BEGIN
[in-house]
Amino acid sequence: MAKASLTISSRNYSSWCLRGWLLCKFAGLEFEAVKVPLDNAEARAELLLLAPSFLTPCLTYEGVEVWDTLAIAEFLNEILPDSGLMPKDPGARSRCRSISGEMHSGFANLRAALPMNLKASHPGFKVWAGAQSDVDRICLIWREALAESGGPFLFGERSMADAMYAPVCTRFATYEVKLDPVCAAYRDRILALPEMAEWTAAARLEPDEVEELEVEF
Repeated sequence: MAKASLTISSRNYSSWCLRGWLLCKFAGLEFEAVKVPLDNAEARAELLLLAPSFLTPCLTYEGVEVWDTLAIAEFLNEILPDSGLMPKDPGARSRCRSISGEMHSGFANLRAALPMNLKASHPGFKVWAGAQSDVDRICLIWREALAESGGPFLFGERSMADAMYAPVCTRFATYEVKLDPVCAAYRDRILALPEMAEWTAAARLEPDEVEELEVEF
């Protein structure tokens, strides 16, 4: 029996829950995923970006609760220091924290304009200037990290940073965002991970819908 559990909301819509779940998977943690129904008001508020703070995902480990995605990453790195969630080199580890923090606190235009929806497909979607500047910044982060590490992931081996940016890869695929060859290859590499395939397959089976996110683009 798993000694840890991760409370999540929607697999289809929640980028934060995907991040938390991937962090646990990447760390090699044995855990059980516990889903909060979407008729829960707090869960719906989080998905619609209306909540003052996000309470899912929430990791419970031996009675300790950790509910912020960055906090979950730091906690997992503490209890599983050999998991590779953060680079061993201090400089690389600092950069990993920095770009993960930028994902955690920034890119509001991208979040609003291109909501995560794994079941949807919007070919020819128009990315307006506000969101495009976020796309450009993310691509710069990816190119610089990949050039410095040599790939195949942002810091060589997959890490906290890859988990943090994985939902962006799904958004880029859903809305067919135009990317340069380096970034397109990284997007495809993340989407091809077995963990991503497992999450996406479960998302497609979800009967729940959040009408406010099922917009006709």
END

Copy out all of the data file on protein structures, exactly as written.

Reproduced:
[in-house]
Amino acid sequence: MAKASLTISSRNYSSWCLRGWLLCKFAGLEFEAVKVPLDNAEARAELLLLAPSFLTPCLTYEGVEVWDTLAIAEFLNEILPDSGLMPKDPGARSRCRSISGEMHSGFANLRAALPMNLKASHPGFKVWAGAQSDVDRICLIWREALAESGGPFLFGERSMADAMYAPVCTRFATYEVKLDPVCAAYRDRILALPEMAEWTAAARLEPDEVEELEVEF
Repeated sequence: MAKASLTISSRNYSSWCLRGWLLCKFAGLEFEAVKVPLDNAEARAELLLLAPSFLTPCLTYEGVEVWDTLAIAEFLNEILPDSGLMPKDPGARSRCRSISGEMHSGFANLRAALPMNLKASHPGFKVWAGAQSDVDRICLIWREALAESGGPFLFGERSMADAMYAPVCTRFATYEVKLDPVCAAYRDRILALPEMAEWTAAARLEPDEVEELEVEF
């Protein structure tokens, strides 16, 4: 029996829950995923970006609760220091924290304009200037990290940073965002991970819908 559990909301819509779940998977943690129904008001508020703070995902480990995605990453790195969630080199580890923090606190235009929806497909979607500047910044982060590490992931081996940016890869695929060859290859590499395939397959089976996110683009 798993000694840890991760409370999540929607697999289809929640980028934060995907991040938390991937962090646990990447760390090699044995855990059980516990889903909060979407008729829960707090869960719906989080998905619609209306909540003052996000309470899912929430990791419970031996009675300790950790509910912020960055906090979950730091906690997992503490209890599983050999998991590779953060680079061993201090400089690389600092950069990993920095770009993960930028994902955690920034890119509001991208979040609003291109909501995560794994079941949807919007070919020819128009990315307006506000969101495009976020796309450009993310691509710069990816190119610089990949050039410095040599790939195949942002810091060589997959890490906290890859988990943090994985939902962006799904958004880029859903809305067919135009990317340069380096970034397109990284997007495809993340989407091809077995963990991503497992999450996406479960998302497609979800009967729940959040009408406010099922917009006709």